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Every year medical compensation levels are rising.
Medical claims inflation is running at 8% a year, meaning the size of claims is doubling every nine years.
This is not a reflection of clinical care standards. It is the result mainly of economic pressure and an outdated legal system meaning compensation must be calculated on the basis of private rather than NHS care.
A change to the way compensation amounts are calculated has driven up costs dramatically. This means the NHS will pay out larger amounts, making £37 million the highest single award to date. Estimates published in 2022 put the total cost of outstanding NHS compensation claims at £128.6 billion.
NHS money which could go straight to front line patient care will have to fund compensation awards instead.
This is why the Medical Defence Union, the UK's leading medical defence organisation, is campaigning for legal reforms.
Patients must be compensated, but in a fairer, more affordable way.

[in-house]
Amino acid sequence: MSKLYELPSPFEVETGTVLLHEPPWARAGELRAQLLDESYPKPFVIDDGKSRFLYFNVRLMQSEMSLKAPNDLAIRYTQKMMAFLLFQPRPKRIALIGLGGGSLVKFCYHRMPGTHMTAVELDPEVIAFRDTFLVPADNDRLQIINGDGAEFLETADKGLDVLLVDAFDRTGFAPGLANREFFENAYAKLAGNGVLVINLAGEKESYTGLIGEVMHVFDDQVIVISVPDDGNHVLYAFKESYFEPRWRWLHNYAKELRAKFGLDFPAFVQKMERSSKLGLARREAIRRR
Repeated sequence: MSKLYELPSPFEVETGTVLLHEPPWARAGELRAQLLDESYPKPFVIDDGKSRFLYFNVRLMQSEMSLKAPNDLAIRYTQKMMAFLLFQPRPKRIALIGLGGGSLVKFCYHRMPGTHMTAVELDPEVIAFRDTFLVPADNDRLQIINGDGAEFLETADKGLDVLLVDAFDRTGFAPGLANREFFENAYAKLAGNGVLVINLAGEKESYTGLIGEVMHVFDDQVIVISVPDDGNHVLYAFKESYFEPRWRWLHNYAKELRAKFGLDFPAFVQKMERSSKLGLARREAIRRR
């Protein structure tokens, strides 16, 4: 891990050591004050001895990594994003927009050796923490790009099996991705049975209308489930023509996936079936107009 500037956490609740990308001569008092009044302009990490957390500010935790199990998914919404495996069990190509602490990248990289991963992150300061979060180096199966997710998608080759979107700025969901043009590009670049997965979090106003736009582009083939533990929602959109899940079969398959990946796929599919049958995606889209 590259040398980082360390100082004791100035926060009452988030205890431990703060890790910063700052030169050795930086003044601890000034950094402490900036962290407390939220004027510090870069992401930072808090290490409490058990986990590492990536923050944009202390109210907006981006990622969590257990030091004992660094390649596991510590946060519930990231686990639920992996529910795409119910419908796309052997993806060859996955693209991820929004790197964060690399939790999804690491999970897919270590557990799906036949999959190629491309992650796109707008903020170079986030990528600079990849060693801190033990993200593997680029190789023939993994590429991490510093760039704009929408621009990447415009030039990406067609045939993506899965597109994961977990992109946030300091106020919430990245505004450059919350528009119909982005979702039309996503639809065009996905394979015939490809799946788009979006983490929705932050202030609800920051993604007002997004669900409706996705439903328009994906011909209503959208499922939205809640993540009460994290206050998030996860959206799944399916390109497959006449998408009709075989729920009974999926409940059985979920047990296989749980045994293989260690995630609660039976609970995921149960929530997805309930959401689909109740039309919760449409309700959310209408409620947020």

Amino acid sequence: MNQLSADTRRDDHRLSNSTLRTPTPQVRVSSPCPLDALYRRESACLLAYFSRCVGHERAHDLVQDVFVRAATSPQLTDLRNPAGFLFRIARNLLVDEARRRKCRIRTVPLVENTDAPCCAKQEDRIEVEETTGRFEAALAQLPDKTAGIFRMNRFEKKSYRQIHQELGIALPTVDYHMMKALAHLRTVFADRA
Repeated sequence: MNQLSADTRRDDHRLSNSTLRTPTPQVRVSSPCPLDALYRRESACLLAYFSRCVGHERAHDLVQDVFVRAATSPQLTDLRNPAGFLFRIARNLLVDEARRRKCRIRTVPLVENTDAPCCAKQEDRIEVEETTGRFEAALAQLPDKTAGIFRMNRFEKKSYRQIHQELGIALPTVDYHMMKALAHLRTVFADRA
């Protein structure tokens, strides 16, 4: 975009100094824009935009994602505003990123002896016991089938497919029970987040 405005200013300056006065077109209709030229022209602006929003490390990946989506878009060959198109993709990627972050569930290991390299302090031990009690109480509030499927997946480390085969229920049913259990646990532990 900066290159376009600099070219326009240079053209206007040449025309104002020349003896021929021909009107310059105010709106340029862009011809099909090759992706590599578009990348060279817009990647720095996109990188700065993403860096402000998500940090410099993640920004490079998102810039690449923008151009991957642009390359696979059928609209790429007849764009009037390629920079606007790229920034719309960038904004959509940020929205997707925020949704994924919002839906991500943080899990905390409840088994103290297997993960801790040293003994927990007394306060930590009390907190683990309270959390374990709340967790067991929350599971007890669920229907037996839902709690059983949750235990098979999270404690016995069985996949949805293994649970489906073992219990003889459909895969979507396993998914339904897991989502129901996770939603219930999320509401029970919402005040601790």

Join our campaign for fairer compensation.
Fairer for society. Fairer for the NHS. Fairer for taxpayers.
In the UK, damages are intended to be compensatory, not punitive, and should cover what is necessary to put the claimant (patient) in the position they would have been in if the negligence had not occurred.
There are two major elements to damages awards.
In cases where a patient has suffered a serious injury as a result of negligence, such as a child with brain damage, most of the award is intended to provide funds for care for the patient's projected life span.
In addition, the defendant has to pay the costs of litigation, including costs of legal advisers and medical experts' fees for both sides.